We care a lot about performance. One of the tools we use to make sure Web Mail is working well for you is a set of monitoring agents that constantly run from 10 cities all around the United States. The "agent" is basically an automated script that runs on a computer connected to the Internet, and opens the Internet Explorer browser to load and use Web Mail just like a real user. So this isn't a simulation, it is doing exactly what real users do on their own computers, and using the most popular software used by real users. These monitoring agents are connected to one of several different network backbones to represent a good cross section of users in different areas without skewing the results with faster or slower network paths to our servers.
Ten times every hour the script opens Internet Explorer and runs through twelve steps performing common tasks in Web Mail. It begins by loading the Web Mail login page and logs in using a regular account just like yours. Then it proceeds to refresh the Inbox view, open a message, delete a message, compose and send a message, and all the basic tasks that you do in Web Mail. And unlike your own browser settings, this test browser has the cache turned off, so it gets no speed advantage from loading locally cached files like you do. Everything loads fresh from our server on every test.
I pulled up some graphs of the results for the last 24 hours at the time I was writing this. You can see the steps in the script below, and the average times for the 24 hour period. These times are measured from when the link in the browser is clicked, until the task completes and the resulting page finishes loading.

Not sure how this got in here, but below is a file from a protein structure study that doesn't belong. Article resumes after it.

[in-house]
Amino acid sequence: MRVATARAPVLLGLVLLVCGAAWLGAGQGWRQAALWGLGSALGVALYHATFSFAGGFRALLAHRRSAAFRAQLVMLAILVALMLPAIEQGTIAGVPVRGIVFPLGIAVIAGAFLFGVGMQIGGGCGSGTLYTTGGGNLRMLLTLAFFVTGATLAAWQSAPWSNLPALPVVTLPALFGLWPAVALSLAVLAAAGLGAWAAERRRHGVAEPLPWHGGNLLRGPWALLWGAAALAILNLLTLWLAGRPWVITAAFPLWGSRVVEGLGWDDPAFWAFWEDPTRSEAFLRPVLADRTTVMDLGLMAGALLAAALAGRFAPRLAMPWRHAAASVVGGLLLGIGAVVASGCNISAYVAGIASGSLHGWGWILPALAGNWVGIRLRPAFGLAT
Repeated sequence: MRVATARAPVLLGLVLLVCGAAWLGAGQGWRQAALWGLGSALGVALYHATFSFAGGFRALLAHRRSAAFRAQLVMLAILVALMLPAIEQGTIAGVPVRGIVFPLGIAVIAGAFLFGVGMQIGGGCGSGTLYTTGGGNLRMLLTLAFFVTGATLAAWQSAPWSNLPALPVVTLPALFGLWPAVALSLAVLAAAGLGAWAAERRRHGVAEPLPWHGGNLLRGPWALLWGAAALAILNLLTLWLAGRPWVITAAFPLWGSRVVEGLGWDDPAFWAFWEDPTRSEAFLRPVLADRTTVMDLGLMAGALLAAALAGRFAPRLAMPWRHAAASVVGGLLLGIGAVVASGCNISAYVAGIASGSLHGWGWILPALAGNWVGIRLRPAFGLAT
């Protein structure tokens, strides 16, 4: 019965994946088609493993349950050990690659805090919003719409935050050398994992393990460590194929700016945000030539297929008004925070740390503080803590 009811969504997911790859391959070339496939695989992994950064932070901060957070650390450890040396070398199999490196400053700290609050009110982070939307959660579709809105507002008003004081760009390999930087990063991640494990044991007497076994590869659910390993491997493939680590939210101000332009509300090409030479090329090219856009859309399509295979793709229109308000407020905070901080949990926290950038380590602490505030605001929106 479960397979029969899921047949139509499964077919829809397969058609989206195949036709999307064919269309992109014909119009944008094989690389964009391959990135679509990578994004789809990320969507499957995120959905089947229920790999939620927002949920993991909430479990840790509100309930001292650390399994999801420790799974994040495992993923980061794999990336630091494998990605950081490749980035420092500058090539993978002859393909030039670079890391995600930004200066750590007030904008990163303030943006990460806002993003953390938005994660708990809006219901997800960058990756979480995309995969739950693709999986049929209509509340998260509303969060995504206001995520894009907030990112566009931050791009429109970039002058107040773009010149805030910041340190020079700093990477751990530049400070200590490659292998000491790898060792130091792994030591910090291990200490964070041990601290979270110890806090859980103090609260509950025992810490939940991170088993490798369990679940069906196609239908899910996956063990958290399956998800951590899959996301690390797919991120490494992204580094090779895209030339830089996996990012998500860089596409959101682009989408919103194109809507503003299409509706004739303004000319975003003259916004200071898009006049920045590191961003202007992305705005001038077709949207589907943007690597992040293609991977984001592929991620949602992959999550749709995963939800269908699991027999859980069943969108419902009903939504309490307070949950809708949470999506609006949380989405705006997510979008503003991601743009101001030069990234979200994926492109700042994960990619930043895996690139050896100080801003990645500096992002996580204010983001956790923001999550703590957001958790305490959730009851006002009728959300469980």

These results are probably not what you will see at home, unless your computer is plugged in directly to the nearest Internet backbone node like these agents are, and you have a top-speed computer. So we aren't measuring the performance of your home connection here, but we are measuring the performance of Web Mail. On my own cable modem connection at home, when I run the same script I usually get results in the same range as those shown. But it is probably a little slower on average. Note also that the script doesn't wait for advertisements to load (and you don't have to either). It clicks the next task as soon as the Web Mail page has finished reloading. And things like sending messages do depend on the size of the content; the script sends a one-word email on that step (the message says "Testing"). Robots can type pretty fast too.
Dec. 15 4:34 PM EST - Dec. 16 4:34 PM EST (average times)
Here's another graph showing all the tests runs during the same period (this past day) as shown in the task list above. This one shows the total time for all twelve steps to complete. These times are one of the things we watch carefully, and if we see a test that has an unusually high time, we can drill down using the information in the top chart above (and a lot of other detail we get) to find the problem.
Total Script Time
The charts above show that Web Mail is working fine today. The different times in the graph are showing that the different cities and networks we measure from have slightly different performance (see how they repeat every hour), but they are very consistent today and it looks like all is well. This test is only measuring the Web Mail pages and checking and sending email, it isn't measuring some of the other related systems like setting Preferences. We have other monitoring tools to do that.
So these end-to-end tests of our Web Mail system are one way we are working to keep everything in top shape for you. When problems show up from these monitoring tools and others that we use, alarms go off and a team of people acts to get it fixed as quickly as they can. Of course the results aren't always as consistent and nice looking as these, but we do work hard to keep it that way.